Title: Re: Mash schedule for no boil Berliner Weiss
Post by: kramerog on May 26, 2011, 02:14:32 AM
I have a related question - how do I calculate the IBUs for the hop addition with no boil?

If you do a decoction as in decocting to get to mash out, you can add the hops to the part decocted and calculate the IBUs.
Title: Re: Mash schedule for no boil Berliner Weiss
Post by: kramerog on May 26, 2011, 01:27:40 PM
For those doing single infusions are you using pale ale malts or well-modified pilsener malts?
Title: Re: Mash schedule for no boil Berliner Weiss
Post by: alikocho on May 26, 2011, 04:08:06 PM
I have a related question - how do I calculate the IBUs for the hop addition with no boil?

If you do a decoction as in decocting to get to mash out, you can add the hops to the part decocted and calculate the IBUs.

That makes sense. Do i work out total IBUs based on the volume of what I extract in the decocted and boiled portion, or for the total volume (i.e. do I calculate for more IBUs from the decoction on the basis of dilution later?)

Sorry if I'm confusing things.
Title: Re: Mash schedule for no boil Berliner Weiss
Post by: hubie on May 26, 2011, 10:58:20 PM
The tart flavor is out front, and if you drink it with the woodruff or raspberry syrup that is even more out front.

So where does one get woodruff syrup (in the US)?
Title: Re: Mash schedule for no boil Berliner Weiss
Post by: kramerog on May 27, 2011, 03:42:29 AM
I have a related question - how do I calculate the IBUs for the hop addition with no boil?

If you do a decoction as in decocting to get to mash out, you can add the hops to the part decocted and calculate the IBUs.

That makes sense. Do i work out total IBUs based on the volume of what I extract in the decocted and boiled portion, or for the total volume (i.e. do I calculate for more IBUs from the decoction on the basis of dilution later?)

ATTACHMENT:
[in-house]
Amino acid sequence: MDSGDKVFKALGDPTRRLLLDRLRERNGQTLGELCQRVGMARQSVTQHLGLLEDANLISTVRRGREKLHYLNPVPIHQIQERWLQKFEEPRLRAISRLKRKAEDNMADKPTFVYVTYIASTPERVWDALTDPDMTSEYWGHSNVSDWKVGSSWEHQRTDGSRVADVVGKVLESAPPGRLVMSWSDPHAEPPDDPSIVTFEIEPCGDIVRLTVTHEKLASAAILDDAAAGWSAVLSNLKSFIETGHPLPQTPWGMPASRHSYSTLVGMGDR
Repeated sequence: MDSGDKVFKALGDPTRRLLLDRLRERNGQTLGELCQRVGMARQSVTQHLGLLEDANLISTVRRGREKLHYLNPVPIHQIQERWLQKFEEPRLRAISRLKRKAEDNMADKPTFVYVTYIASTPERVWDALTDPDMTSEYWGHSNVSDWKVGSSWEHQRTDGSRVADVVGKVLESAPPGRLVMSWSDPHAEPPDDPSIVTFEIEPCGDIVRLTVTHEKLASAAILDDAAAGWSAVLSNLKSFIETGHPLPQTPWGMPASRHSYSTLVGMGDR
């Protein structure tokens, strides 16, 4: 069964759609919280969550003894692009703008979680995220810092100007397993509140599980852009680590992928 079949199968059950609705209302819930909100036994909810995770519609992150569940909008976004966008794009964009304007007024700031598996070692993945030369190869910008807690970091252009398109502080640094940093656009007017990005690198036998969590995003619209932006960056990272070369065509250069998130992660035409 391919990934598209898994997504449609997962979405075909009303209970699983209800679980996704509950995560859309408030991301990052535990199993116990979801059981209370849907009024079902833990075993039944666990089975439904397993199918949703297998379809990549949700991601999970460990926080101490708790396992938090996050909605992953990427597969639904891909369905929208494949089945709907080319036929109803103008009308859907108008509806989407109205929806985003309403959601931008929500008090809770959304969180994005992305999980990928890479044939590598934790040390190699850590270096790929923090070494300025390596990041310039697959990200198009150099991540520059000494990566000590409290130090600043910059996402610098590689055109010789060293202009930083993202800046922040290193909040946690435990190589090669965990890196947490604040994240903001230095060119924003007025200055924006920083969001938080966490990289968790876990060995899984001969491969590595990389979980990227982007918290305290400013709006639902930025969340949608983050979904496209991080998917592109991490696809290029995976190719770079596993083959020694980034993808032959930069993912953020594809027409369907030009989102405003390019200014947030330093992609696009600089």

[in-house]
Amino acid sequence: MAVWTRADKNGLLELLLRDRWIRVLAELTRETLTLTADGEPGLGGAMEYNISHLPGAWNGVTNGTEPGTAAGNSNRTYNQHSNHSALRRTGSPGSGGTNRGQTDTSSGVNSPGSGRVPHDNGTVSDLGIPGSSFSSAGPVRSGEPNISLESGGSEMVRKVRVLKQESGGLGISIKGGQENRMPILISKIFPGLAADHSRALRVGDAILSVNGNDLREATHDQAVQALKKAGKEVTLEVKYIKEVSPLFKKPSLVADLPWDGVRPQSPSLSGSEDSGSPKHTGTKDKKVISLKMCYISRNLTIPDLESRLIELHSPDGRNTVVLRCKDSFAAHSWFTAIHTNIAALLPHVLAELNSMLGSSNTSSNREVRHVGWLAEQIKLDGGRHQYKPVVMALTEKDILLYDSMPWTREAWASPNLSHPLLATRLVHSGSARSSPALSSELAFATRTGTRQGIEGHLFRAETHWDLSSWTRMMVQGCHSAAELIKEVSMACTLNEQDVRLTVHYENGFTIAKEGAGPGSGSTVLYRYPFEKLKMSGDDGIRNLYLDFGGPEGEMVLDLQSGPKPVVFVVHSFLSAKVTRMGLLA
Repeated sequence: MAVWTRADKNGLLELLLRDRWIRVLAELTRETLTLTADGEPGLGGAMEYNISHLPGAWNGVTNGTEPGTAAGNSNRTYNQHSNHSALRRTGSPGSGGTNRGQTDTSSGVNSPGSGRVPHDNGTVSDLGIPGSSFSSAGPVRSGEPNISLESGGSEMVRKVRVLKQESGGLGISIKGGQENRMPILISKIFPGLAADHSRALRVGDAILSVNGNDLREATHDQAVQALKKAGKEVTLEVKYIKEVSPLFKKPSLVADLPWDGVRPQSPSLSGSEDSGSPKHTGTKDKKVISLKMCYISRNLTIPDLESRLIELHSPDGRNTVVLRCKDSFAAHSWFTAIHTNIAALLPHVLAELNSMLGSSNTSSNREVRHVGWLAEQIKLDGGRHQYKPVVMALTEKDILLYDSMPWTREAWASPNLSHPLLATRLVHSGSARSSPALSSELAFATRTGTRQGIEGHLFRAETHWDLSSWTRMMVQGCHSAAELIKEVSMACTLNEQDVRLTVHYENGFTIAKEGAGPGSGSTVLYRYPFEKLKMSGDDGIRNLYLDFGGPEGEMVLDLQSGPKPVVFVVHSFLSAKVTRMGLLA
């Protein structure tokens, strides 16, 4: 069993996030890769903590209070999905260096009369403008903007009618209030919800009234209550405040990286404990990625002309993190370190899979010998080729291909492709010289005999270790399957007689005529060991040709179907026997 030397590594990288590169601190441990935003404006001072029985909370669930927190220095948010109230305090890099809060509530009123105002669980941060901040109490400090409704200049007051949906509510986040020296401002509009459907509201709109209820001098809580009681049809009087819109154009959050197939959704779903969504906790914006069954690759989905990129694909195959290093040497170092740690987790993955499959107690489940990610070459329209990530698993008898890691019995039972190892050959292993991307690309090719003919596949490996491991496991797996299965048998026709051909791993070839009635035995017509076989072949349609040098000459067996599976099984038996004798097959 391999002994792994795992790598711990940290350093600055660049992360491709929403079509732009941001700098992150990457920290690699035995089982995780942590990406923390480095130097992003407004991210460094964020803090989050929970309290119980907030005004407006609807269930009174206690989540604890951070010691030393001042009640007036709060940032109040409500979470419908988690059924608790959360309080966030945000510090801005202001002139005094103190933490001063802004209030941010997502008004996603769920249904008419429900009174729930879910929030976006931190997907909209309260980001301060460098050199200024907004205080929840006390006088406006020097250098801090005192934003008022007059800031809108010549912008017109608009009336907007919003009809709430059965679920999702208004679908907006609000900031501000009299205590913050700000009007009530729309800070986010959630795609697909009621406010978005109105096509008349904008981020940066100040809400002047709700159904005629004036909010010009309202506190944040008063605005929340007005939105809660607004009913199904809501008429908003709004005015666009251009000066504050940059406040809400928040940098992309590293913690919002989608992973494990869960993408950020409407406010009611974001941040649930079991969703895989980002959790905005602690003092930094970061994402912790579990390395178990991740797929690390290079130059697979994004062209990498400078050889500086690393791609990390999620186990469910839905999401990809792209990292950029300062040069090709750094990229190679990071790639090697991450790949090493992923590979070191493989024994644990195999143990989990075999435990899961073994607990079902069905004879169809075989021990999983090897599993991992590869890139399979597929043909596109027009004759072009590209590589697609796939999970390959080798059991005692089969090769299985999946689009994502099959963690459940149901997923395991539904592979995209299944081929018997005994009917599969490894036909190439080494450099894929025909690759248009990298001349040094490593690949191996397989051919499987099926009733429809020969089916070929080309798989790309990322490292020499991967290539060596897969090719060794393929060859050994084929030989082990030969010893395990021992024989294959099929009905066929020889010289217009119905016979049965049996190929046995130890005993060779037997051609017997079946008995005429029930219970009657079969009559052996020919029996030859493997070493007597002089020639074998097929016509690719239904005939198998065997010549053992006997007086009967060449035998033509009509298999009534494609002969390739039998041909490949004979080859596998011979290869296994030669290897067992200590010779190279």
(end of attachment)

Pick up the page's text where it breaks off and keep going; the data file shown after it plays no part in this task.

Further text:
The volume in the IBU calculation should be the boiled portion at least that's what I would do.
Title: Re: Mash schedule for no boil Berliner Weiss
Post by: gordonstrong on May 27, 2011, 11:11:10 AM
The tart flavor is out front, and if you drink it with the woodruff or raspberry syrup that is even more out front.

So where does one get woodruff syrup (in the US)?

I got some at Jungle Jim's in Cincinnati.  Look for a place that specializes in German foods.  It might be labeled 'Waldmeister', which is sort of a cool name (Forest Master).  Or grow your own and infuse it in a simple syrup, like making mojitos or mint juleps.
Title: Re: Mash schedule for no boil Berliner Weiss
Post by: tomsawyer on May 27, 2011, 08:20:16 PM
Or grow your own and infuse it in a simple syrup, like making mojitos or mint juleps.

Northern Brewer sells dried woodruff, I suppose this could be used to infuse a syrup although you'd probably need to add some green food coloring.  Its supposed to give a pleasant vanilla aroma.  I thinkI have some but only ever used it once in an attempt at a grozet that didn't turn out.

The wife has been using DaVinci syrups in her weizens, they have many flavors including raspberry but no woodruff.
Title: Re: Mash schedule for no boil Berliner Weiss
Post by: dee on June 21, 2011, 01:49:16 PM
I'm just reporting back my first Berliner Weiss results.  I was pleased overall and this is the easiest, quickest and most refreshing beer I've brewed.  I didn't get quite the sourness I was expecting and that's probably due to only giving the lacto a 24 hour head start.  I've already kegged it and was wondering if I could add another tube of lacto, take it off carb and warm it up to get a little more sourness.  I could brew another one I guess and let it go a little longer.  I actually pitched WB-06 at 75 degrees and none of the normal clove/banana came through.  This is is a very interesting style and I will be brewing this often.
Title: Re: Mash schedule for no boil Berliner Weiss
Post by: tschmidlin on June 21, 2011, 03:50:19 PM
You've brewed "the easiest, quickest and most refreshing beer" you've ever made.  I say don't mess with it, take notes and enjoy what you've produced.  Play with the next batch.
Title: Re: Mash schedule for no boil Berliner Weiss
Post by: dee on July 20, 2011, 12:26:47 PM
I've had success (i.e. it tastes good) with the following (almost no boil):

Lactobacillus: